Martin E. Marty
No doubt many members of every profession and every professional (and academic) organization find occasions to speak up and protest the failure by people in strategic positions—in government, media, and the like—to be aware of the resources such organizations and their personnel possess, and thus to overlook their potential for being of use for the common good. We can focus on an instance which brings this situation to attention. We’ll depend upon Cathy Lynn Grossman of Religion News Service to reflect on this. Here it is:
If you were of age in 1993, or have consulted the histories dealing with a major incident of that time, you don’t need to be reminded as to who the Branch Davidians were, and what the Federal Bureau of Investigation did to them on April 19th of that year. For newcomers to the scene, we remind readers that these “Davidians” were well-known for their extremist activities at Waco, Texas, in that day. They were a typical “cult” during a decade in which intense and isolated religious groups were a threat to their neighbors, the relatives of their members, and the public at large. In that April incident, the FBI, urged by public opinion, set out to discipline them and prevent them from creating public disturbances. Yet, create a disturbance they did.
The FBI, being bigger than the Davidians, and representing governmental authority, lost patience with efforts to drive these cultists back, or out, or down, without much effect. So the Bureau put to work an armored vehicle, which devastated the Davidians’ buildings, and followed up by shooting tear gas at the members. Everything that could go wrong, did, and when the incident was over, the FBI had killed 75 members. Of course, citizens were shocked, some bewildered, some awed, some cheering. What all had in common was some degree of ignorance with respect to the cult and little awareness of ways to understand them, deal differently with them, and counter them as creatively as possible.
What was noticed was that the FBI, other agencies, and the public at large were not aware of instruments and agencies that might have helped produce more positive—to say the least!—effects that April 19th. What most of the policing agencies had in common was understandable befuddlement, ignorance, and often prejudice about and against the cults, the people in them, and even rudimentary ways of understanding and dealing with them.
Most in the public simply scorned all “cultists,” and life went on. But some experts came out of the shadows and showed that they had light to shine, light which sometimes might prevent alarming and disruptive incidents from taking place. And what most of these experts had to offer was knowledge of and experience with religion in its many meanings and manifestations in 1993—just as their successors do in 2017. Most publicized, according to Ms. Grossman, was the American Academy of Religion, which “revisited” the Waco disaster at Harvard Divinity School during its annual meeting in Boston this November. Scholars in the AAR probe religion in its many expressions, many if not most of them ignored among many professions and by the general public.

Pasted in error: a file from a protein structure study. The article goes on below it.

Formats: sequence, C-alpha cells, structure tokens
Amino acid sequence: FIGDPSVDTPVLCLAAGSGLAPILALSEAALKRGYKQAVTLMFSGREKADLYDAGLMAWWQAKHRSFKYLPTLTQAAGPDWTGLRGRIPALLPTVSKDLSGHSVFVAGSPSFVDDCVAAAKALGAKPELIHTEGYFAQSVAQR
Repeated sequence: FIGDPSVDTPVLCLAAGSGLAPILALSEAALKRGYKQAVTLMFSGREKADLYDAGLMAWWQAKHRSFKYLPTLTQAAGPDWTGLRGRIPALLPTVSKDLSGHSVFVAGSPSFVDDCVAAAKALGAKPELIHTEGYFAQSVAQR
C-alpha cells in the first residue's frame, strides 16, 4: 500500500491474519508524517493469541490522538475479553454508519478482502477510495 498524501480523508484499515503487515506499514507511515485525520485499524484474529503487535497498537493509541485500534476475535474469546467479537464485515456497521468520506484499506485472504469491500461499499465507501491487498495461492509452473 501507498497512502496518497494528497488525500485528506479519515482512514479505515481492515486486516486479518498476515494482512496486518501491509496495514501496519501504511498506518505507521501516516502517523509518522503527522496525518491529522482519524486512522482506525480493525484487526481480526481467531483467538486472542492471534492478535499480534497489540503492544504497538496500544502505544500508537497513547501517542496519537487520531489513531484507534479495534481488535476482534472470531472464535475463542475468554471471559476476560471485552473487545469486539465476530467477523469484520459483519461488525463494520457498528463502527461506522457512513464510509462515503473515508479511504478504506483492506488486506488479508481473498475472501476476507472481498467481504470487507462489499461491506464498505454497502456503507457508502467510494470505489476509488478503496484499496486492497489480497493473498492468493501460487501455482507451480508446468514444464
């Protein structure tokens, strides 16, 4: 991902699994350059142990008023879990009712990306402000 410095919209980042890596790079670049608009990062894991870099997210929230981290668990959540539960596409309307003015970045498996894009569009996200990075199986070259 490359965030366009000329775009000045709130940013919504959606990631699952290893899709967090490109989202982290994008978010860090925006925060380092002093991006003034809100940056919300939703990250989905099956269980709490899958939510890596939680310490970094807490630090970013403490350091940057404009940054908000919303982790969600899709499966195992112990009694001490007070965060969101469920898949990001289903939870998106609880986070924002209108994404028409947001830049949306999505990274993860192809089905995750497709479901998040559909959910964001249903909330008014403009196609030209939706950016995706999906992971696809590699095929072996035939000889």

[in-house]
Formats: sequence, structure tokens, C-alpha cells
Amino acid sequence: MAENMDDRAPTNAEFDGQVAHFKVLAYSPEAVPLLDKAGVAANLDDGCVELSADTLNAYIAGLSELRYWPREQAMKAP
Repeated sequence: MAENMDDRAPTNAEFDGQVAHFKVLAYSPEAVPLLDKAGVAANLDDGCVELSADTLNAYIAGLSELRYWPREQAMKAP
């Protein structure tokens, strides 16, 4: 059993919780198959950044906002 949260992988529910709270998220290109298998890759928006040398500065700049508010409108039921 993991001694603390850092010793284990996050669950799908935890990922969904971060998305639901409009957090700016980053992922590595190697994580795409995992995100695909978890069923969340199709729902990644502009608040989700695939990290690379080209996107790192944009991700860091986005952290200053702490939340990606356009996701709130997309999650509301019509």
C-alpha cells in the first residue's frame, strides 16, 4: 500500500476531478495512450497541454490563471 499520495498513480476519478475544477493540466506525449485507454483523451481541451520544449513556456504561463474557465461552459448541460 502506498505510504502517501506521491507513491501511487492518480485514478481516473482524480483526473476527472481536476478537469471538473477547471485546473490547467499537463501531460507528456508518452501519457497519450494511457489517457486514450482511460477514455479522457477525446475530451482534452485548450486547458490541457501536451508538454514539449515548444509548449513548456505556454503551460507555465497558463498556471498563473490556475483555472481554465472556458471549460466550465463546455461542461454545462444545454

It would be absurd to argue that all citizens should devote their years to studying “cults” and other complex—or even simple!—features of religion. But the AAR is setting up mechanisms and establishing links with, in this case, the FBI, to head off the worst and understand the best in a world where, in regard to religion, some misuse their freedom and are hazards instead of healers. The University of Pennsylvania’s Steven Weitzman summarized: the “FBI has been a major player, and sometimes a major disrupter in American religious life.” Now he sees some AAR scholars “trying to change the culture ‘for the good of all and the future of religiously motivated dissent’ at a time when” much violence is promoted by people who make religious claims.
- Childress, Sarah. “10 Things You May Not Know About Waco.” PBS. February 28, 2013.
- Grossman, Cathy Lynn. “Forged in Waco’s fires: The FBI and religion scholars reflect on their 25-year relationship.” Religion News Service. November 28, 2017.
|Author, Martin E. Marty (PhD’56), is the Fairfax M. Cone Distinguished Service Professor Emeritus of the History of Modern Christianity at the University of Chicago Divinity School. His biography, publications, and contact information can be found at www.memarty.com.|
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